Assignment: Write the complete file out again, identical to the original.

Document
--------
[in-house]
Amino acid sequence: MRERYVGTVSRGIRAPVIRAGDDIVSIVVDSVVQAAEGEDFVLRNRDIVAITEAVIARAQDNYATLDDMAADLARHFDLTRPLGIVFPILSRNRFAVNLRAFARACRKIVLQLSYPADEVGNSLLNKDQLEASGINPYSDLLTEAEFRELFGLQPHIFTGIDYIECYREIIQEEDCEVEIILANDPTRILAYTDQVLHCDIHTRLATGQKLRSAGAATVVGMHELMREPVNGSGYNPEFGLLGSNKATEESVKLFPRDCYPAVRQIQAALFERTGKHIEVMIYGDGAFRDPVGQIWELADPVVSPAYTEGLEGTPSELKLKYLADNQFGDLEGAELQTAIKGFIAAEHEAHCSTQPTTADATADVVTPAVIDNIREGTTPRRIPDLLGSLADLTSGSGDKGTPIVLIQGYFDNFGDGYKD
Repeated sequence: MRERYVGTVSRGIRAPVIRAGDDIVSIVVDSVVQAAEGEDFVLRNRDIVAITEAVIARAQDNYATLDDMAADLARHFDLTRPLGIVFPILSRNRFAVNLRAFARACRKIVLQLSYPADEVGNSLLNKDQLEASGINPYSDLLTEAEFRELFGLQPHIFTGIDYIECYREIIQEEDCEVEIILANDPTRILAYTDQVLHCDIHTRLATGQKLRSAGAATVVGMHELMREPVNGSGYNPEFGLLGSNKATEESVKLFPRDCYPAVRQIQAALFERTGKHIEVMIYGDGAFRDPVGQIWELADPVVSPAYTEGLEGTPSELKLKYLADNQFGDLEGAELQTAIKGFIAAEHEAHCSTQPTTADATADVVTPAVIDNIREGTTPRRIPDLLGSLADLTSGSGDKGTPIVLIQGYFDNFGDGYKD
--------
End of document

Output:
[in-house]
Amino acid sequence: MRERYVGTVSRGIRAPVIRAGDDIVSIVVDSVVQAAEGEDFVLRNRDIVAITEAVIARAQDNYATLDDMAADLARHFDLTRPLGIVFPILSRNRFAVNLRAFARACRKIVLQLSYPADEVGNSLLNKDQLEASGINPYSDLLTEAEFRELFGLQPHIFTGIDYIECYREIIQEEDCEVEIILANDPTRILAYTDQVLHCDIHTRLATGQKLRSAGAATVVGMHELMREPVNGSGYNPEFGLLGSNKATEESVKLFPRDCYPAVRQIQAALFERTGKHIEVMIYGDGAFRDPVGQIWELADPVVSPAYTEGLEGTPSELKLKYLADNQFGDLEGAELQTAIKGFIAAEHEAHCSTQPTTADATADVVTPAVIDNIREGTTPRRIPDLLGSLADLTSGSGDKGTPIVLIQGYFDNFGDGYKD
Repeated sequence: MRERYVGTVSRGIRAPVIRAGDDIVSIVVDSVVQAAEGEDFVLRNRDIVAITEAVIARAQDNYATLDDMAADLARHFDLTRPLGIVFPILSRNRFAVNLRAFARACRKIVLQLSYPADEVGNSLLNKDQLEASGINPYSDLLTEAEFRELFGLQPHIFTGIDYIECYREIIQEEDCEVEIILANDPTRILAYTDQVLHCDIHTRLATGQKLRSAGAATVVGMHELMREPVNGSGYNPEFGLLGSNKATEESVKLFPRDCYPAVRQIQAALFERTGKHIEVMIYGDGAFRDPVGQIWELADPVVSPAYTEGLEGTPSELKLKYLADNQFGDLEGAELQTAIKGFIAAEHEAHCSTQPTTADATADVVTPAVIDNIREGTTPRRIPDLLGSLADLTSGSGDKGTPIVLIQGYFDNFGDGYKD